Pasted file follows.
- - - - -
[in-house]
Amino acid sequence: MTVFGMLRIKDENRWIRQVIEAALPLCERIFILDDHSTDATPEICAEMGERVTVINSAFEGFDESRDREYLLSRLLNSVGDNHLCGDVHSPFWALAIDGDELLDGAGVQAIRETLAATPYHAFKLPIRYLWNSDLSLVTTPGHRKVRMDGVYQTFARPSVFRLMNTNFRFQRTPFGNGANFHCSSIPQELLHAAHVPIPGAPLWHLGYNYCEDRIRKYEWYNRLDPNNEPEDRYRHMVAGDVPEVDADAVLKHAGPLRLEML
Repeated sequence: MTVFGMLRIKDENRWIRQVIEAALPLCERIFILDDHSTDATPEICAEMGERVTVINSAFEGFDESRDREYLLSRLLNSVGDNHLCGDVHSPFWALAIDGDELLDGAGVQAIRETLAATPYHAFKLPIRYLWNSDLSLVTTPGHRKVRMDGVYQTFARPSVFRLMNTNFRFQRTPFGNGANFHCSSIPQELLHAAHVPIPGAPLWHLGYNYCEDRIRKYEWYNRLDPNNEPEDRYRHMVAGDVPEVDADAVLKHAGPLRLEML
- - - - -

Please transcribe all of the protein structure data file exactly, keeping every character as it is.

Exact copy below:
[in-house]
Amino acid sequence: MTVFGMLRIKDENRWIRQVIEAALPLCERIFILDDHSTDATPEICAEMGERVTVINSAFEGFDESRDREYLLSRLLNSVGDNHLCGDVHSPFWALAIDGDELLDGAGVQAIRETLAATPYHAFKLPIRYLWNSDLSLVTTPGHRKVRMDGVYQTFARPSVFRLMNTNFRFQRTPFGNGANFHCSSIPQELLHAAHVPIPGAPLWHLGYNYCEDRIRKYEWYNRLDPNNEPEDRYRHMVAGDVPEVDADAVLKHAGPLRLEML
Repeated sequence: MTVFGMLRIKDENRWIRQVIEAALPLCERIFILDDHSTDATPEICAEMGERVTVINSAFEGFDESRDREYLLSRLLNSVGDNHLCGDVHSPFWALAIDGDELLDGAGVQAIRETLAATPYHAFKLPIRYLWNSDLSLVTTPGHRKVRMDGVYQTFARPSVFRLMNTNFRFQRTPFGNGANFHCSSIPQELLHAAHVPIPGAPLWHLGYNYCEDRIRKYEWYNRLDPNNEPEDRYRHMVAGDVPEVDADAVLKHAGPLRLEML